I couldn’t be bothered to ask her why she was so worked up about this random topic. I started eating the marinated olives that I’d ordered. Rea always comes out with it eventually. I listened to her talk me through an entire article on MRI scanning advances before ordering more food, even though I was starving. Rea had picked the place because she’d heard the food was amazing, but she hadn’t even looked at her menu yet.
Finally, she put down the binder. ‘Should I focus on one imaging modality for the presentation? Or cover a few?’
‘The presentation for the interview?’
She rolled her eyes. ‘What else?’
‘But you have already have a presentation.’
‘I’m not doing that anymore.’
I almost choked on an olive. ‘Why not?’
She smiled like she’d been waiting for me to ask. ‘Look at this.’ She flipped to an article from The Lancet and pointed to the author. Dr Owen Ansah. Our soon-to-be interviewer.
Future supervisor to whoever gets the research job.
‘He wrote about the topic. So maybe it’s related to what they’re researching on the project.’
She was so far off course. Rea’s overthinking is excessive at the best of times, but this was ridiculous.
‘I doubt it. That paper is three years old.’
‘I want to do something different. Everyone else will present on their PhDs or their master’s projects. I’m going to show I can produce a good presentation, without having had to study the topic for years like they have.’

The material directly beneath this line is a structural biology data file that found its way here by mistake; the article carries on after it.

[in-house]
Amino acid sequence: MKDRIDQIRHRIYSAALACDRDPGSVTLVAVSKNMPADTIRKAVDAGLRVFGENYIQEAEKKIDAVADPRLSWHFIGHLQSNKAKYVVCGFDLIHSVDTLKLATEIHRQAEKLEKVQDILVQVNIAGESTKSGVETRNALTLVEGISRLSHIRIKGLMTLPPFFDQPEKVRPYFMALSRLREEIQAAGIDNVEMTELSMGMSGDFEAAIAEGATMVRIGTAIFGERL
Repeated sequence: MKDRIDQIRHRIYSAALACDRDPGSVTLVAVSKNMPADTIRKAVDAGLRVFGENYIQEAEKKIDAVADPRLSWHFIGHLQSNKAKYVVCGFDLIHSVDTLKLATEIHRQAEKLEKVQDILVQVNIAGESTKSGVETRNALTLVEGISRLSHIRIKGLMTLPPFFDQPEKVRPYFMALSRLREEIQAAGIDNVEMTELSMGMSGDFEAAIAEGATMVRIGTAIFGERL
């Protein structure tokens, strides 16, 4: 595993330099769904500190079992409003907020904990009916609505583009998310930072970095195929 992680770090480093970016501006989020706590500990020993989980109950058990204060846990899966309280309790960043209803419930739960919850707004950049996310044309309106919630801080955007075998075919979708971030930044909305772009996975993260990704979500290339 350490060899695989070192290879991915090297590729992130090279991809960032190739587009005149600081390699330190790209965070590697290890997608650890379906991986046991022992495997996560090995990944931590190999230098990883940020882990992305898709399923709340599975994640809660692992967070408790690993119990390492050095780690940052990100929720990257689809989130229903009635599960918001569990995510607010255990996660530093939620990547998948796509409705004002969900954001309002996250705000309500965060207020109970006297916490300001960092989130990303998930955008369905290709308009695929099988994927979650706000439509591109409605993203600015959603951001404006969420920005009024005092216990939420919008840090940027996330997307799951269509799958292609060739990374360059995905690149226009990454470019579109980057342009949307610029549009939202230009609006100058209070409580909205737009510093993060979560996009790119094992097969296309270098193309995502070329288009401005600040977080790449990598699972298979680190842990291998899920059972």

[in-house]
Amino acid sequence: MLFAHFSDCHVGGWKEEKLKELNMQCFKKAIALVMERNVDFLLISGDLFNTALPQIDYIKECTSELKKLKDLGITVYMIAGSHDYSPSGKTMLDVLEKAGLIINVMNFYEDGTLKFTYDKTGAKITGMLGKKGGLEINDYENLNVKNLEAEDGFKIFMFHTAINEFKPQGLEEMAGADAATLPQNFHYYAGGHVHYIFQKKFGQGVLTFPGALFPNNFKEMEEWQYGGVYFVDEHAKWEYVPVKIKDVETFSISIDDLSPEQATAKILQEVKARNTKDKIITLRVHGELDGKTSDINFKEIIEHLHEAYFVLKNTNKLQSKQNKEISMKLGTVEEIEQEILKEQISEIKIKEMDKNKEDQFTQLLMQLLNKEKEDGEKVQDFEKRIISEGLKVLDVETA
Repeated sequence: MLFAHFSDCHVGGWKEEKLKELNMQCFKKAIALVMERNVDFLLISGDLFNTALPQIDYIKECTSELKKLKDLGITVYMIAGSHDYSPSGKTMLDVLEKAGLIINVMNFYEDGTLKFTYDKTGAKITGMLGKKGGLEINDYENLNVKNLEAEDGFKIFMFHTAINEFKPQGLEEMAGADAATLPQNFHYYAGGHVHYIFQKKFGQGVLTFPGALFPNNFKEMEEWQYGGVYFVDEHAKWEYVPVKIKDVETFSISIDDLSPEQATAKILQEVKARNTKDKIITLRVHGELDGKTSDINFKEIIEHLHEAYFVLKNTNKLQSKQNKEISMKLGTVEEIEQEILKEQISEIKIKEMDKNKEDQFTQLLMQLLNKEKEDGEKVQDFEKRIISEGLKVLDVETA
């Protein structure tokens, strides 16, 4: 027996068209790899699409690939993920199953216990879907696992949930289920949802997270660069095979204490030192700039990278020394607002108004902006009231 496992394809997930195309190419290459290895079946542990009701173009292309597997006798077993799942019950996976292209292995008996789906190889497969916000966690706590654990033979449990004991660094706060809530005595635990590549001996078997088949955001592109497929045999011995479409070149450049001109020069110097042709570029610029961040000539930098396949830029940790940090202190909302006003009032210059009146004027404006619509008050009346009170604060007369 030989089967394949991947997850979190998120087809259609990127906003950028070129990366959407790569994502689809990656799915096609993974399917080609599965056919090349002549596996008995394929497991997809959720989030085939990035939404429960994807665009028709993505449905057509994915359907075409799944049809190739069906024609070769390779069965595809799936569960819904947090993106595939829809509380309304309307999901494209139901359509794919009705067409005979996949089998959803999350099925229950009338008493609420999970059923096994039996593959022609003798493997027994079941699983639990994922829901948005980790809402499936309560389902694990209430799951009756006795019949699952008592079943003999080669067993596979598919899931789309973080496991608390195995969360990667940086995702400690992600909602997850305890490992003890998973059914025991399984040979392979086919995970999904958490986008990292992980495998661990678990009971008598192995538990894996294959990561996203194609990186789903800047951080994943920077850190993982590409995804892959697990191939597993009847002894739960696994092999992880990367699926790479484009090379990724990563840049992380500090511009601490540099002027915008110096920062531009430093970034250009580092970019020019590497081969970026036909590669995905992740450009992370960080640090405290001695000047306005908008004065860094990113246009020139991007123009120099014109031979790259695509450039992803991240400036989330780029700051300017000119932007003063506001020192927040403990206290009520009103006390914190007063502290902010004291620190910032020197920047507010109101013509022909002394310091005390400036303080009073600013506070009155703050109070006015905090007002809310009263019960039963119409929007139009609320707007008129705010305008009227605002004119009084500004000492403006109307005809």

Amelia’s lab notes flashed across my brain. Oncolytic viruses. Their project is on Rea’s PhD topic. She has the perfect presentation already.
‘I’m trying to think outside of the box. No one else will pick medical imaging. Dr Ansah might like it.’
My throat went dry and I started coughing.
‘What is going on with you today? Here.’ She poured me a glass of water.
I drank it in one go while Rea studied her menu.
‘So? You think he’ll go for it?’ she said.
‘I don’t know.’
‘It’s a risky move. Is it a bad idea?’
All this past week I’d been toying with the idea of suggesting she change her topic, but couldn’t bring myself to wilfully sabotage her. By doing medical imaging, she would effectively be sabotaging herself. I remembered something Mum used to say, about having an angel and a devil on each shoulder. I never believed in all that. If it were true, the angel would have screamed at me to tell Rea about Amelia’s lab notes, to convince her not to change her presentation. But I really want the job. I need it more than her. Because of Amy.
‘Medical imaging sounds great,’ I said. I motioned to the waiter. ‘We’d like to order.’
There’s not much angel in me, anyway. The devil part was always going to win.